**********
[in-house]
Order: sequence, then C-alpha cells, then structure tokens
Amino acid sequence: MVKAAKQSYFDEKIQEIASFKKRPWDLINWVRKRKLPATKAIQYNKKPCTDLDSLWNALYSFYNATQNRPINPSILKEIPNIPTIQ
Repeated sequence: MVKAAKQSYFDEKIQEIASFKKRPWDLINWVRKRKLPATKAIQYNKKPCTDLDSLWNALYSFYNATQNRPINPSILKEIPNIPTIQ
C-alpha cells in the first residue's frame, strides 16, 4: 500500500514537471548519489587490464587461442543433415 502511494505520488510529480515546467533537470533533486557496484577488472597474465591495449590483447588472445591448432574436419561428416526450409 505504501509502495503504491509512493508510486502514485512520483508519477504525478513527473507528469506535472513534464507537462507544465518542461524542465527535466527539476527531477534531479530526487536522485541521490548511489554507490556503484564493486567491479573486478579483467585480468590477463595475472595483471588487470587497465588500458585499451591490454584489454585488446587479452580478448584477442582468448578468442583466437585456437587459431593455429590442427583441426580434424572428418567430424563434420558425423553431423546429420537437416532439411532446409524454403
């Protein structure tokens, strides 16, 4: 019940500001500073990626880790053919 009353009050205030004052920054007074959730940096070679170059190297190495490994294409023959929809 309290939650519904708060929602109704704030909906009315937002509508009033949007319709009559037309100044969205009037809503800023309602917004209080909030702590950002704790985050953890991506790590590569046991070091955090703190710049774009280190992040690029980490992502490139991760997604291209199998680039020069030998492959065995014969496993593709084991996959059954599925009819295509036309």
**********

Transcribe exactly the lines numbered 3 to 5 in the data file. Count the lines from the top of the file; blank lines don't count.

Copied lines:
Amino acid sequence: MVKAAKQSYFDEKIQEIASFKKRPWDLINWVRKRKLPATKAIQYNKKPCTDLDSLWNALYSFYNATQNRPINPSILKEIPNIPTIQ
Repeated sequence: MVKAAKQSYFDEKIQEIASFKKRPWDLINWVRKRKLPATKAIQYNKKPCTDLDSLWNALYSFYNATQNRPINPSILKEIPNIPTIQ
C-alpha cells in the first residue's frame, strides 16, 4: 500500500514537471548519489587490464587461442543433415 502511494505520488510529480515546467533537470533533486557496484577488472597474465591495449590483447588472445591448432574436419561428416526450409 505504501509502495503504491509512493508510486502514485512520483508519477504525478513527473507528469506535472513534464507537462507544465518542461524542465527535466527539476527531477534531479530526487536522485541521490548511489554507490556503484564493486567491479573486478579483467585480468590477463595475472595483471588487470587497465588500458585499451591490454584489454585488446587479452580478448584477442582468448578468442583466437585456437587459431593455429590442427583441426580434424572428418567430424563434420558425423553431423546429420537437416532439411532446409524454403